The coming explosion in home automation, which is the consumer dimension of the Internet of Things revolution, is going to be dominated by some company, or some small number of companies.
I think the most obvious leader in this burgeoning category is none other than Samsung Electronics.
Samsung succeeds in the all-important smartphone handset industry in two ways, and fails in two ways.
It succeeds above all in terms of market share. Samsung currently has nearly 24 percent of all smartphone handset sales worldwide — double Apple’s share. And Samsung succeeds in profitability in handsets. In fact, only three companies are now making significant profits at all: Apple, Samsung and Xiaomi. In a market where dozens of major companies and hundreds of minor ones break even or lost money, Samsung raked in some $4 billion in the most recent quarter that ended in September.
That’s the good news. The bad news is that all trends point south. Samsung’s market share is being eroded rapidly by Apple on the high end, and Chinese startups like Xiaomi and Lenovo and others on the lower end. In just one year, Samsung’s share dropped from one third to one quarter.
In truth, the middle and low end of the smartphone market is a sucker’s game. Nobody will ever make Apple-like profits at the bottom of the market because the competition is fierce and margins are razor thin, if they exist at all.
The profit picture is even grimmer, with Samsung’s profits dropping nearly 74% in the most recent quarter.
It’s a near certainty that for the foreseeable future, Samsung will continue to report huge drops in both markets share and profits.
And that’s one reason why Samsung has always had Apple envy. Apple makes big bucks on selling hardware. They make a killing selling software. They make money with their big one-third cut on third party software and content.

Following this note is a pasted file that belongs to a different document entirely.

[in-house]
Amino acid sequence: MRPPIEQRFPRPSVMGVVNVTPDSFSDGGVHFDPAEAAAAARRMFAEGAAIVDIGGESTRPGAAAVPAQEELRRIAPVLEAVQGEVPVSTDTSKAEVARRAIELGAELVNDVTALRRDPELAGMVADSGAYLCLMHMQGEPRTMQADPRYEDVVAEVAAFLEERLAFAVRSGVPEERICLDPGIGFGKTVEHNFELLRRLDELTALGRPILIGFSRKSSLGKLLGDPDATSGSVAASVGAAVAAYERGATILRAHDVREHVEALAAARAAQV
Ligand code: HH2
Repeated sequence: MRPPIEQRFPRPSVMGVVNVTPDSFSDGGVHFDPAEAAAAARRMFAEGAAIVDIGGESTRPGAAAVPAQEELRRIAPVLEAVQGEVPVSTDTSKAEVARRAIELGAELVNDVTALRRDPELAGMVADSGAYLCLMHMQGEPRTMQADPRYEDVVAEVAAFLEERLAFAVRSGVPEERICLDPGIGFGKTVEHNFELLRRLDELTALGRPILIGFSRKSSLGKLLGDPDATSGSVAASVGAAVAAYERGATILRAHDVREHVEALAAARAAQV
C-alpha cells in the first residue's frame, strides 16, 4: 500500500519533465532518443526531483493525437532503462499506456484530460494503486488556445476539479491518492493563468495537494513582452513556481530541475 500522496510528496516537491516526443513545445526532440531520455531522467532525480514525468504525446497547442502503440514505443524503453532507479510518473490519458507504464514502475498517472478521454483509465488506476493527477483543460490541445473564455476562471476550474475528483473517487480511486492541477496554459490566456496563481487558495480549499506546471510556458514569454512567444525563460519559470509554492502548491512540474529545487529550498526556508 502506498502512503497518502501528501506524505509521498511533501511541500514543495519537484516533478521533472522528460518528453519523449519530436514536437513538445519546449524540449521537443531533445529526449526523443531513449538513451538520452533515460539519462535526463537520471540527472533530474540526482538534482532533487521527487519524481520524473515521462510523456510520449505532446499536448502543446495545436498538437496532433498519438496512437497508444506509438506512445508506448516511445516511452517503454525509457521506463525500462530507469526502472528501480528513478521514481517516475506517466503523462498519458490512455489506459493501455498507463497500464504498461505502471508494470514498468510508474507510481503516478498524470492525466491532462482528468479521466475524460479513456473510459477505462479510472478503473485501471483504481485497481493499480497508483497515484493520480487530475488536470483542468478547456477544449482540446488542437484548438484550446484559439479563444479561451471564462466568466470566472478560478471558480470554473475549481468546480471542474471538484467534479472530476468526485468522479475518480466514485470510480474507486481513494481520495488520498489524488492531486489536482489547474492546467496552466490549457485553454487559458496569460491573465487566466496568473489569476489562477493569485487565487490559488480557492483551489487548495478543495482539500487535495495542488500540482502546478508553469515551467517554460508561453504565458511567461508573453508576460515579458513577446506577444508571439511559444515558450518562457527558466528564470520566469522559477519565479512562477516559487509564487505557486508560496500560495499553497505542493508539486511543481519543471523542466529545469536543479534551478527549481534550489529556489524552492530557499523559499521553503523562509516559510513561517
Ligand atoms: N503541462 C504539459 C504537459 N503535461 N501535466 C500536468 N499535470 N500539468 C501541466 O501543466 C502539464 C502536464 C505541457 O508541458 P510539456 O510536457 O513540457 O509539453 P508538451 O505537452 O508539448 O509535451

Apple is like a printing press, and Samsung wants that. That’s why Samsung created Tizen. Because it wants an iOS-like platform it can control. It’s why Samsung has created innovation centers in Silicon Valley and New York City to incubate startups that might create Samsung-specific products.
The reason for Samsung’s current slide is the same reason for its former glory. The company’s culture, and approach to developing, designing, making and marketing products is precisely what gave Samsung such a huge lead in the first place — and also what has placed it in a position of decline.
Samsung excels at the rapid implementation of new technology into a very wide range of consumer electronics products. They’re not visionary — they have no idea what consumers want before they want it. But they’re very good at combining creative innovation with blatant copying to offer a kind of agnostic but impressive range of options in each category. And then Samsung is great at pushing some of those options out globally, right-sizing for each market.
It’s also worth pointing out that Samsung makes a lot more than smartphones.
First and foremost, Samsung makes components for itself and the rest of the industry. The company makes chips, flash memory, lithium-ion batteries, LCD panels and more.